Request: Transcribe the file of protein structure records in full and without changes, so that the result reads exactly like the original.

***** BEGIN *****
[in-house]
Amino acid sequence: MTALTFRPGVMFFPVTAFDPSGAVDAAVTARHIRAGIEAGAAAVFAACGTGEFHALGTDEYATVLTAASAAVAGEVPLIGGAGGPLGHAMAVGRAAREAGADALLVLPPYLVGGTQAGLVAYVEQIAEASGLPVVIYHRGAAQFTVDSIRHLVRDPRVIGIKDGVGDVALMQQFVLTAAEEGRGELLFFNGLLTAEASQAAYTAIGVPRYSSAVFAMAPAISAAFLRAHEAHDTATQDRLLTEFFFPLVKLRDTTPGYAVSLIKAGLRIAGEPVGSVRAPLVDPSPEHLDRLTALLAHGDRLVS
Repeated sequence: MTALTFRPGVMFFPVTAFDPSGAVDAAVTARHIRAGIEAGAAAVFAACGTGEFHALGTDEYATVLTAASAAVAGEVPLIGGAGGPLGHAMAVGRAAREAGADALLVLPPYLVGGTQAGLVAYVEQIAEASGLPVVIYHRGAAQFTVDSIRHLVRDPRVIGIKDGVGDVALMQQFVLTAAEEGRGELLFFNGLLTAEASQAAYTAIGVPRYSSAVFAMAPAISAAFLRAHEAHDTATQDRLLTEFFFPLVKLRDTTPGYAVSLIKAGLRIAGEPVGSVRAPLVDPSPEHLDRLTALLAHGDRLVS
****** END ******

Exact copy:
[in-house]
Amino acid sequence: MTALTFRPGVMFFPVTAFDPSGAVDAAVTARHIRAGIEAGAAAVFAACGTGEFHALGTDEYATVLTAASAAVAGEVPLIGGAGGPLGHAMAVGRAAREAGADALLVLPPYLVGGTQAGLVAYVEQIAEASGLPVVIYHRGAAQFTVDSIRHLVRDPRVIGIKDGVGDVALMQQFVLTAAEEGRGELLFFNGLLTAEASQAAYTAIGVPRYSSAVFAMAPAISAAFLRAHEAHDTATQDRLLTEFFFPLVKLRDTTPGYAVSLIKAGLRIAGEPVGSVRAPLVDPSPEHLDRLTALLAHGDRLVS
Repeated sequence: MTALTFRPGVMFFPVTAFDPSGAVDAAVTARHIRAGIEAGAAAVFAACGTGEFHALGTDEYATVLTAASAAVAGEVPLIGGAGGPLGHAMAVGRAAREAGADALLVLPPYLVGGTQAGLVAYVEQIAEASGLPVVIYHRGAAQFTVDSIRHLVRDPRVIGIKDGVGDVALMQQFVLTAAEEGRGELLFFNGLLTAEASQAAYTAIGVPRYSSAVFAMAPAISAAFLRAHEAHDTATQDRLLTEFFFPLVKLRDTTPGYAVSLIKAGLRIAGEPVGSVRAPLVDPSPEHLDRLTALLAHGDRLVS